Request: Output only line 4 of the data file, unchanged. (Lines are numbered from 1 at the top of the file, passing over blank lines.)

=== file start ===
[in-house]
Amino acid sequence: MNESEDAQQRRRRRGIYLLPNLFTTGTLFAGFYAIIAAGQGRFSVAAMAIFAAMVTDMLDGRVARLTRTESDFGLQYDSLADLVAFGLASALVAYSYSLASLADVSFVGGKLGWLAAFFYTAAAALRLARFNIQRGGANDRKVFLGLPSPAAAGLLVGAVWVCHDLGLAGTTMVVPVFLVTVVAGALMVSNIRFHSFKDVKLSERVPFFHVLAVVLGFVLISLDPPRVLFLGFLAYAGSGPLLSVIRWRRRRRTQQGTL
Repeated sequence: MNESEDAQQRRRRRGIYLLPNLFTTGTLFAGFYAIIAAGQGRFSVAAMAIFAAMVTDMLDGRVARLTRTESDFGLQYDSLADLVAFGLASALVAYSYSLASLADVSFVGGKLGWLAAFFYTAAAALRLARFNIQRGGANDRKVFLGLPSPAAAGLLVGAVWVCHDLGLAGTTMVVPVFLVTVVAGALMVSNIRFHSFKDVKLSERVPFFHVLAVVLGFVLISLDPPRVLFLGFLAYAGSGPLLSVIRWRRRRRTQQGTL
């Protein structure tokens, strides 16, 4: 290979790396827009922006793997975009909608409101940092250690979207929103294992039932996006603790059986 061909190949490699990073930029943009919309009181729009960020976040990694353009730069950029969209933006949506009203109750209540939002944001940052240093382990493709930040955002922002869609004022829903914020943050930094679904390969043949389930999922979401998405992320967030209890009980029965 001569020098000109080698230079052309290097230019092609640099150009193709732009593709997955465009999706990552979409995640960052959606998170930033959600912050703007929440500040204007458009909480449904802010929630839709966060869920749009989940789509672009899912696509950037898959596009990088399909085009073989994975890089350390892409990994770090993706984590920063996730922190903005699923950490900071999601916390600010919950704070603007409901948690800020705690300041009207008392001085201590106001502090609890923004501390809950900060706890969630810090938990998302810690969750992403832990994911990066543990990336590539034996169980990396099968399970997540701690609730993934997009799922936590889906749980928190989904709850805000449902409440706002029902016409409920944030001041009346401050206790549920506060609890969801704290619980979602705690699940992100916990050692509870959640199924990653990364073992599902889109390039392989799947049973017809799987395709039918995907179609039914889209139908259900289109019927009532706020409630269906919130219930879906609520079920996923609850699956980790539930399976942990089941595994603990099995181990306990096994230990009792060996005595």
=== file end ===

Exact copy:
């Protein structure tokens, strides 16, 4: 290979790396827009922006793997975009909608409101940092250690979207929103294992039932996006603790059986 061909190949490699990073930029943009919309009181729009960020976040990694353009730069950029969209933006949506009203109750209540939002944001940052240093382990493709930040955002922002869609004022829903914020943050930094679904390969043949389930999922979401998405992320967030209890009980029965 001569020098000109080698230079052309290097230019092609640099150009193709732009593709997955465009999706990552979409995640960052959606998170930033959600912050703007929440500040204007458009909480449904802010929630839709966060869920749009989940789509672009899912696509950037898959596009990088399909085009073989994975890089350390892409990994770090993706984590920063996730922190903005699923950490900071999601916390600010919950704070603007409901948690800020705690300041009207008392001085201590106001502090609890923004501390809950900060706890969630810090938990998302810690969750992403832990994911990066543990990336590539034996169980990396099968399970997540701690609730993934997009799922936590889906749980928190989904709850805000449902409440706002029902016409409920944030001041009346401050206790549920506060609890969801704290619980979602705690699940992100916990050692509870959640199924990653990364073992599902889109390039392989799947049973017809799987395709039918995907179609039914889209139908259900289109019927009532706020409630269906919130219930879906609520079920996923609850699956980790539930399976942990089941595994603990099995181990306990096994230990009792060996005595």